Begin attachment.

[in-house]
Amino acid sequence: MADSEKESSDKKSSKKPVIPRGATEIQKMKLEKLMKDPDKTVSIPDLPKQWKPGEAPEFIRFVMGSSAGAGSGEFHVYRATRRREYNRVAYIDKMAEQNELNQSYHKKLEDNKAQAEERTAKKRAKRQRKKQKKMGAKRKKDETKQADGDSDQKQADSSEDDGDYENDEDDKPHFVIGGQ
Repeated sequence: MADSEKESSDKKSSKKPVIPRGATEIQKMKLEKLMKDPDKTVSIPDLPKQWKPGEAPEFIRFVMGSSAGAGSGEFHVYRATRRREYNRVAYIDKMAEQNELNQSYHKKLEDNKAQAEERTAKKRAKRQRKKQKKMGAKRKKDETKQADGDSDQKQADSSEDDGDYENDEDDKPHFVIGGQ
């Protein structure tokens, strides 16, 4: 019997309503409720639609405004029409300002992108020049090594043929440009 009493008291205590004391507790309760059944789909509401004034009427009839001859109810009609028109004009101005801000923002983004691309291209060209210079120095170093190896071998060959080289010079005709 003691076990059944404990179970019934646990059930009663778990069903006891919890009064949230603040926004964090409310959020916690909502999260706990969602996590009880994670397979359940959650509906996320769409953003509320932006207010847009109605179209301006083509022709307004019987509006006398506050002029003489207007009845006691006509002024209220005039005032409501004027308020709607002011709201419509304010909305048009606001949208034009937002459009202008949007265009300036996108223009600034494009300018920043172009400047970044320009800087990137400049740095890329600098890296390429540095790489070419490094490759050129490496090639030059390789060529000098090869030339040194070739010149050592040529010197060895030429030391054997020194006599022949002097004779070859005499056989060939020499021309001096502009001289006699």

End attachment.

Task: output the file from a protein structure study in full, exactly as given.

[in-house]
Amino acid sequence: MADSEKESSDKKSSKKPVIPRGATEIQKMKLEKLMKDPDKTVSIPDLPKQWKPGEAPEFIRFVMGSSAGAGSGEFHVYRATRRREYNRVAYIDKMAEQNELNQSYHKKLEDNKAQAEERTAKKRAKRQRKKQKKMGAKRKKDETKQADGDSDQKQADSSEDDGDYENDEDDKPHFVIGGQ
Repeated sequence: MADSEKESSDKKSSKKPVIPRGATEIQKMKLEKLMKDPDKTVSIPDLPKQWKPGEAPEFIRFVMGSSAGAGSGEFHVYRATRRREYNRVAYIDKMAEQNELNQSYHKKLEDNKAQAEERTAKKRAKRQRKKQKKMGAKRKKDETKQADGDSDQKQADSSEDDGDYENDEDDKPHFVIGGQ
């Protein structure tokens, strides 16, 4: 019997309503409720639609405004029409300002992108020049090594043929440009 009493008291205590004391507790309760059944789909509401004034009427009839001859109810009609028109004009101005801000923002983004691309291209060209210079120095170093190896071998060959080289010079005709 003691076990059944404990179970019934646990059930009663778990069903006891919890009064949230603040926004964090409310959020916690909502999260706990969602996590009880994670397979359940959650509906996320769409953003509320932006207010847009109605179209301006083509022709307004019987509006006398506050002029003489207007009845006691006509002024209220005039005032409501004027308020709607002011709201419509304010909305048009606001949208034009937002459009202008949007265009300036996108223009600034494009300018920043172009400047970044320009800087990137400049740095890329600098890296390429540095790489070419490094490759050129490496090639030059390789060529000098090869030339040194070739010149050592040529010197060895030429030391054997020194006599022949002097004779070859005499056989060939020499021309001096502009001289006699």